Was this King Richard III’s grave?

   Posted by: Dorothea Preis   in Greyfriars Dig, News

You may remember the guest post about the dig in Leicester by Sally Henshaw, the Secretary of the Midlands East branch of the Richard III Society, from about 2 weeks ago.  Sally returned for another visit to the site, after the skeleton was found, and has kindly sent us some photographs of special relevance with the find.

Place where the male skeleton was found between the yellow markers. The head was at the marker at the front of the photo facing the picture of Richard III (facing east). (© Sally Henshaw)

Yorkist retainers keeping watch. (© Sally Henshaw)

The dig and its findings are based on the research by John Ashdown-Hill, which he published in his book The Last Days of Richard III.   It was fitting that it should have been him, who removed the excavated bones from the site. [according to an article in the Daily Gazette, see here]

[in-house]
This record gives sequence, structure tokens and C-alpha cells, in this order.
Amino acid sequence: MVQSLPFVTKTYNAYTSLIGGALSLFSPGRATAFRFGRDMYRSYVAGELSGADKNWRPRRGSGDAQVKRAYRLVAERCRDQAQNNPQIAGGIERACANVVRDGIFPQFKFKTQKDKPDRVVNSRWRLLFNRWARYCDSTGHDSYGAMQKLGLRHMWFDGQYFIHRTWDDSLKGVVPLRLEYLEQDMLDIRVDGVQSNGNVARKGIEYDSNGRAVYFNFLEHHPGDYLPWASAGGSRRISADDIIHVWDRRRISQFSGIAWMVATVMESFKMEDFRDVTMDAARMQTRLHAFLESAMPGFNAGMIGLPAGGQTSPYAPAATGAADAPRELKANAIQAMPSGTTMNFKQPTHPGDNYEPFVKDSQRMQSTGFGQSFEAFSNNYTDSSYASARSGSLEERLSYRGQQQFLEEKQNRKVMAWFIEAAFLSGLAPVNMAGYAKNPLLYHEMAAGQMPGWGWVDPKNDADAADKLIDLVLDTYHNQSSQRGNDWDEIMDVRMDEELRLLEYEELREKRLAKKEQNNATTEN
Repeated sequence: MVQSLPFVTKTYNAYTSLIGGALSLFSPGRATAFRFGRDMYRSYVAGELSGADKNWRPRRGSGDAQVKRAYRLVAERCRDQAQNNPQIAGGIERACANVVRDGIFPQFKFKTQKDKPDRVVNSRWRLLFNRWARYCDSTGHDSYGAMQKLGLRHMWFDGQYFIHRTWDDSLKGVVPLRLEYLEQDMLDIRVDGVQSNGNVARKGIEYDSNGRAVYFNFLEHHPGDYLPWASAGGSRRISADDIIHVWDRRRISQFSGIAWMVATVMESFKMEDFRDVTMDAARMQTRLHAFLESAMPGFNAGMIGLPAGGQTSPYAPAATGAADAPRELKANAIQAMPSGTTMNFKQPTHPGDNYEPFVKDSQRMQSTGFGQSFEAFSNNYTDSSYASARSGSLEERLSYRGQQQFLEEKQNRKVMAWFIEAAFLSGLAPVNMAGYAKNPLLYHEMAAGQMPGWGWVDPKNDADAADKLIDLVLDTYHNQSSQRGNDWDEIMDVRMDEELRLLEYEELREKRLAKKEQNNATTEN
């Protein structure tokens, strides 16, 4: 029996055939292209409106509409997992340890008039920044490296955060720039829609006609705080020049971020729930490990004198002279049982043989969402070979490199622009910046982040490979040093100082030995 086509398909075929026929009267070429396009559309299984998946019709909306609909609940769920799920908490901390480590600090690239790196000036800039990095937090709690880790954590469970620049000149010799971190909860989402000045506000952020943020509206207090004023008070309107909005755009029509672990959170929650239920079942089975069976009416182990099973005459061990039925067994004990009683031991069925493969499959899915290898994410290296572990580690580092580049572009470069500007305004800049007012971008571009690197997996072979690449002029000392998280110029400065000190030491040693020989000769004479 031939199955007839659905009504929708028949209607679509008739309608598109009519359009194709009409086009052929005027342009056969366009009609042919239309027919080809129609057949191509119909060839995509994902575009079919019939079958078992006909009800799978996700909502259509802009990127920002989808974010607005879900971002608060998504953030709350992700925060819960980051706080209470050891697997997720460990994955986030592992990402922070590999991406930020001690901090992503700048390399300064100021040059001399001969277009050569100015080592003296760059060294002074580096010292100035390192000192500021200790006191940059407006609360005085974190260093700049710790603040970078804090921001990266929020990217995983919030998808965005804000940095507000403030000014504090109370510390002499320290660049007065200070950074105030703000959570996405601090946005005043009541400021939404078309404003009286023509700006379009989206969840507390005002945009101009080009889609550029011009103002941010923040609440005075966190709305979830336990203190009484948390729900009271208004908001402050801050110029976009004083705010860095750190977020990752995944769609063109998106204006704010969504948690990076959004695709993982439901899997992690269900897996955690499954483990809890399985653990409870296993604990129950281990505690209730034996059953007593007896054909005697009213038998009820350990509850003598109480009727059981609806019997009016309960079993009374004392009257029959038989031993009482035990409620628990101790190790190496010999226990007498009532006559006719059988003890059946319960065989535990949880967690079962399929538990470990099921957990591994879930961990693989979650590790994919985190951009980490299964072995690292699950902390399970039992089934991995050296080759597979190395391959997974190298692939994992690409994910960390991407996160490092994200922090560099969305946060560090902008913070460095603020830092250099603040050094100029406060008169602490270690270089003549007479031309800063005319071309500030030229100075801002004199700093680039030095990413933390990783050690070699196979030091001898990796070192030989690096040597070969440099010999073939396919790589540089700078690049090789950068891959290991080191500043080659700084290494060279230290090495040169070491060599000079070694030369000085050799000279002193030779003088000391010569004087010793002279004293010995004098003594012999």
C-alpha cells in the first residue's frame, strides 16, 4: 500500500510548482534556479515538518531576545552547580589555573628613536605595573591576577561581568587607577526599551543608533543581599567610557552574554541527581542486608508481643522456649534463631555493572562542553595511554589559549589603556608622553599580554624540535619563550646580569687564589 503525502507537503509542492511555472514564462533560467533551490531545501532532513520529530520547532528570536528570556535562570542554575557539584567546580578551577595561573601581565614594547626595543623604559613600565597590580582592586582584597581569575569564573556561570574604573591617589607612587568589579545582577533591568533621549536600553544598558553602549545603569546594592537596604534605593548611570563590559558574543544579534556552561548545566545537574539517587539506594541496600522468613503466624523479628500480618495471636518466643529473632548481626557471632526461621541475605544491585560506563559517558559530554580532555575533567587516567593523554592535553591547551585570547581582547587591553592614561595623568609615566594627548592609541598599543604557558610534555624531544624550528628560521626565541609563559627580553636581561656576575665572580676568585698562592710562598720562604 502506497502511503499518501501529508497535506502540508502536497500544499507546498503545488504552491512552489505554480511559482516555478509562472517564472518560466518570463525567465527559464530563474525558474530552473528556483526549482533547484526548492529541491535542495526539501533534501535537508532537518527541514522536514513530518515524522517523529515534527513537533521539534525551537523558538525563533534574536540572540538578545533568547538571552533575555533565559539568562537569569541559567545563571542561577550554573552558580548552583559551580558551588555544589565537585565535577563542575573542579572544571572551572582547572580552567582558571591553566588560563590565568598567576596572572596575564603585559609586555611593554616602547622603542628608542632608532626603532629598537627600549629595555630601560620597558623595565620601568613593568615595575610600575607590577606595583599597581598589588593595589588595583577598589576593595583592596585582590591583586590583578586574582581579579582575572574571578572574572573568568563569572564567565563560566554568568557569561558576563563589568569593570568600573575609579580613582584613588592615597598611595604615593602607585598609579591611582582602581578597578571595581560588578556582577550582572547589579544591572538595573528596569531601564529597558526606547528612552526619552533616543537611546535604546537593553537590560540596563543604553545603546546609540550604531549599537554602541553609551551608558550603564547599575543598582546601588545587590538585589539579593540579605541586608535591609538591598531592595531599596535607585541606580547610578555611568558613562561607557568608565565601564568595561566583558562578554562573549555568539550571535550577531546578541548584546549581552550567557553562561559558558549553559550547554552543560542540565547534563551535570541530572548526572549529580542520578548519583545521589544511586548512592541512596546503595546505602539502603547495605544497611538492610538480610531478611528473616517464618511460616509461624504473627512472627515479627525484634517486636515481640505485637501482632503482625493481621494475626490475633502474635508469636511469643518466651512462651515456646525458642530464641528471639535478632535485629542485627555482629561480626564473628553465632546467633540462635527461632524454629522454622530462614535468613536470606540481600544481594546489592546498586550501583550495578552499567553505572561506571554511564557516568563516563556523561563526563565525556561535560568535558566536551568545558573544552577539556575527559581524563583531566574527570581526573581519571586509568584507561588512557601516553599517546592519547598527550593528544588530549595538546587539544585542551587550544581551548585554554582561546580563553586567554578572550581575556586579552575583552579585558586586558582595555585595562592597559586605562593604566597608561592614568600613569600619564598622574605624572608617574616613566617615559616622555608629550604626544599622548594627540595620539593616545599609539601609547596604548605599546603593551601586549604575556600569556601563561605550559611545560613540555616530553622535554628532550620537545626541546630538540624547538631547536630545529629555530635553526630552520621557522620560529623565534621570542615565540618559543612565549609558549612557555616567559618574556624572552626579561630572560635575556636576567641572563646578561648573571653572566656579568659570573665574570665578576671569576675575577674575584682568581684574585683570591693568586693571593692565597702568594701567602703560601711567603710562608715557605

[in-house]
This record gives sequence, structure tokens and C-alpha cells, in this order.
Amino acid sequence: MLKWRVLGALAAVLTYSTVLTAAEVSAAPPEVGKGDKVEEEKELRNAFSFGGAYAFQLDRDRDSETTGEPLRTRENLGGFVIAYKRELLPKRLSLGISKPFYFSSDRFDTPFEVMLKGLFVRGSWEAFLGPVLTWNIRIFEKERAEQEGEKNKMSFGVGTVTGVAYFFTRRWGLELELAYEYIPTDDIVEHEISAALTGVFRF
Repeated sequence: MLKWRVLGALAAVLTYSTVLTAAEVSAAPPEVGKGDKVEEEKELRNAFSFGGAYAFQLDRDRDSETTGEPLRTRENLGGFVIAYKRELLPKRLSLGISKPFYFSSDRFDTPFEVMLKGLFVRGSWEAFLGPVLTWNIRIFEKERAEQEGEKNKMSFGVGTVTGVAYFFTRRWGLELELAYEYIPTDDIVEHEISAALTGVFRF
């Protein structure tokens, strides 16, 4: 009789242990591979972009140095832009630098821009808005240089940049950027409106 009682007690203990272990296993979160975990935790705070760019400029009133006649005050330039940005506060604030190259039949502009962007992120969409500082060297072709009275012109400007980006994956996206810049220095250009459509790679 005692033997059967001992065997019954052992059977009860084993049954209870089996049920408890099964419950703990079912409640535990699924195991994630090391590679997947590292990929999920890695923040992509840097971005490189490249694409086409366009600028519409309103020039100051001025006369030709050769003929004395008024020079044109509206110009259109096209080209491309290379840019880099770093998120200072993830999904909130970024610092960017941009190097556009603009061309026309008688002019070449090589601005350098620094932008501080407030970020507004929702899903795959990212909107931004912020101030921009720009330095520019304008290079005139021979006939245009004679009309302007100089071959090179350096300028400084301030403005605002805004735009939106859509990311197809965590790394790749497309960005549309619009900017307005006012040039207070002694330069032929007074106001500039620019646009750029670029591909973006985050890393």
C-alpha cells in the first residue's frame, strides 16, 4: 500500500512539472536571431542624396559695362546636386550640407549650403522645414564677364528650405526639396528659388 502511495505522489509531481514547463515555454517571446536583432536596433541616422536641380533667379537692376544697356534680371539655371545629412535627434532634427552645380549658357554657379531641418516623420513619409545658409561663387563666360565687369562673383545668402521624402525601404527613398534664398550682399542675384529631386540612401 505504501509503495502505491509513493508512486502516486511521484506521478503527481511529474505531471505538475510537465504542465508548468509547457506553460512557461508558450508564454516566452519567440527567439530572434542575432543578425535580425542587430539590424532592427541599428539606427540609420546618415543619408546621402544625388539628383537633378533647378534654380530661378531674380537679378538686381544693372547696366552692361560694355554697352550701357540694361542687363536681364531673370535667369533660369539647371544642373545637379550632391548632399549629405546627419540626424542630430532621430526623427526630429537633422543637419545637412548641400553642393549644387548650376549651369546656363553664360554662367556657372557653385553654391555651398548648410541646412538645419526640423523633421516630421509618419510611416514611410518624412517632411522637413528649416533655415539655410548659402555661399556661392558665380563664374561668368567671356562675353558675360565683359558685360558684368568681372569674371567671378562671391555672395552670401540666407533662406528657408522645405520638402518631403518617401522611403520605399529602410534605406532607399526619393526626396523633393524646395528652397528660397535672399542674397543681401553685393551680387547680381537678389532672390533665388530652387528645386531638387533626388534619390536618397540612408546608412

In the meantime, while we are all waiting for the results of the DNA tests, the Australian media seem to have lost interest in the findings, but not so in the UK, where arguments about where Richard should be re-interred (provided it is established that it is him, of course) and with what kind of ceremony are going backwards and forwards.   I just hope they decide on a place that is quieter and more dignified than Westminster Abbey, though that is where his wife, Queen Anne Nevill, is buried.  I visited the church this July and was fairly horrified – it was not a church but some sort of theme park.

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